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. 2009 Jul;8(7):3737-45.
doi: 10.1021/pr801109k.

Improvements to the Percolator Algorithm for Peptide Identification From Shotgun Proteomics Data Sets

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Free PMC article

Improvements to the Percolator Algorithm for Peptide Identification From Shotgun Proteomics Data Sets

Marina Spivak et al. J Proteome Res. .
Free PMC article

Abstract

Shotgun proteomics coupled with database search software allows the identification of a large number of peptides in a single experiment. However, some existing search algorithms, such as SEQUEST, use score functions that are designed primarily to identify the best peptide for a given spectrum. Consequently, when comparing identifications across spectra, the SEQUEST score function Xcorr fails to discriminate accurately between correct and incorrect peptide identifications. Several machine learning methods have been proposed to address the resulting classification task of distinguishing between correct and incorrect peptide-spectrum matches (PSMs). A recent example is Percolator, which uses semisupervised learning and a decoy database search strategy to learn to distinguish between correct and incorrect PSMs identified by a database search algorithm. The current work describes three improvements to Percolator. (1) Percolator's heuristic optimization is replaced with a clear objective function, with intuitive reasons behind its choice. (2) Tractable nonlinear models are used instead of linear models, leading to improved accuracy over the original Percolator. (3) A method, Q-ranker, for directly optimizing the number of identified spectra at a specified q value is proposed, which achieves further gains.

Figures

Figure 1
Figure 1. Three types of loss function
Each panel plots the loss as a function of the difference in the true and predicted label. The squared loss L(f(x), y) = (f(x) − y)2 is often used in regression problems, but also in classification [22]. The hinge loss L(f(x), y) = max(0, 1 − yf(x)) is used as a convex approximation to the zero-one loss in support vector machines [8]. The sigmoid loss L(f(x), y) = 1/exp(1 + f(x)) is perhaps less commonly used, but is discussed in, e.g., [23, 27].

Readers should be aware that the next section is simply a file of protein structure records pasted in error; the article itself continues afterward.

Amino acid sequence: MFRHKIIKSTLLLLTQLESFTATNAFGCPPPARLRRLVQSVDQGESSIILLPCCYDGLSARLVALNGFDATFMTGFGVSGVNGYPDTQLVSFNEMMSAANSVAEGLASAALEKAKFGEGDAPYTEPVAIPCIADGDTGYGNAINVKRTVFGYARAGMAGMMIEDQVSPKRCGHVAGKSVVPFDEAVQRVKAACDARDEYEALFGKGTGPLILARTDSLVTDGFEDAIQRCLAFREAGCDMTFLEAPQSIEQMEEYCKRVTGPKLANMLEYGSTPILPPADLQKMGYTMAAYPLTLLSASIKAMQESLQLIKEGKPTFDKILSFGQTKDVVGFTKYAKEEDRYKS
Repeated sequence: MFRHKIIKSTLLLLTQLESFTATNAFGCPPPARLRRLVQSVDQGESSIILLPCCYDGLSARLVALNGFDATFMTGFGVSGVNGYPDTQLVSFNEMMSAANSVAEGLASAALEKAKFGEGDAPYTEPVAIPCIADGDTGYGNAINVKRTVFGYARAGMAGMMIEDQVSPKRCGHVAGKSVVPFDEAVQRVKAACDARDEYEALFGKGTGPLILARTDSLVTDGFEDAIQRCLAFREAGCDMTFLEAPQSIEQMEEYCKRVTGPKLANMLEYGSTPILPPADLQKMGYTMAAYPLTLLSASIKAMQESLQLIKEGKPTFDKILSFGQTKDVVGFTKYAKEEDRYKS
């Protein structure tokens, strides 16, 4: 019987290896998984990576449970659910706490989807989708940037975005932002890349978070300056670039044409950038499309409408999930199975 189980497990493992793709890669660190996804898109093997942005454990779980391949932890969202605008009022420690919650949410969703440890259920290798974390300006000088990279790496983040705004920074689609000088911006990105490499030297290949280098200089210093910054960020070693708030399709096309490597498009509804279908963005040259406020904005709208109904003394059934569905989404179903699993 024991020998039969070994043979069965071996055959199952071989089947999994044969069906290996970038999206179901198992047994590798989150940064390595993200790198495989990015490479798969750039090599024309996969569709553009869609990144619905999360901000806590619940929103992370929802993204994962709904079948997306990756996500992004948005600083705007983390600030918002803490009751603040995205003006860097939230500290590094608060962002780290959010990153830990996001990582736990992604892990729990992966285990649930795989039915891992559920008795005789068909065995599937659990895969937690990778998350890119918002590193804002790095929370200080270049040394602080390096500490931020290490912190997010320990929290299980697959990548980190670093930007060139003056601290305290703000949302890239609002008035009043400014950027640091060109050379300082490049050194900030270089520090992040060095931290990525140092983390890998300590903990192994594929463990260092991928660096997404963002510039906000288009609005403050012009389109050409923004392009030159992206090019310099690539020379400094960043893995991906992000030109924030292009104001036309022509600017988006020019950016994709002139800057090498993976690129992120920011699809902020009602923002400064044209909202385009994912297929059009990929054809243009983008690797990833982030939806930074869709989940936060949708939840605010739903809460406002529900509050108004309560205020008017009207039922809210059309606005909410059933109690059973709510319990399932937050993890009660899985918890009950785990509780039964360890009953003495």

Figure 2
Figure 2. Comparison of loss functions
Each panel plots the number of accepted PSMs for the yeast (A) training set and (B) test set as a function of the q value threshold. Each series corresponds to one of the three loss functions shown in Figure 1, with series for Percolator and SEQUEST included for comparison.
Figure 3
Figure 3. “Cutting” the hinge loss makes a sigmoid-like loss called the ramp loss
Making the hinge loss have zero gradient when z = yif (x) < s for some chosen value s effectively makes a piece-wise linear version of a sigmoid function.
Figure 4
Figure 4. Comparison of Percolator, direct classification and Q-ranker
The figure plots the number of accepted PSMs as a function of q value threshold for the yeast data set. Each series corresponds to a different ranking algorithm, including Percolator as well as linear and nonlinear versions of the direct classification algorithm and Q-ranker. The nonlinear methods use 5 hidden units.
Figure 5
Figure 5. Comparison of training optimization methods (iteration vs. error rate)
The Q-ranker optimization starts from the best result of direct optimization achieved during the course of training and continues for a further 300 iterations. These results are on the training set. Note that for each q value choice, Q-ranker improves the training error over the best result from the classification algorithm.
Figure 6
Figure 6. Comparison of PeptideProphet, Percolator and Q-ranker on four data sets
Each panel plots the number of accepted target PSMs as a function of q value. The series correspond to the three different algorithms, including two variants of Q-ranker that use 17 features and 37 features.

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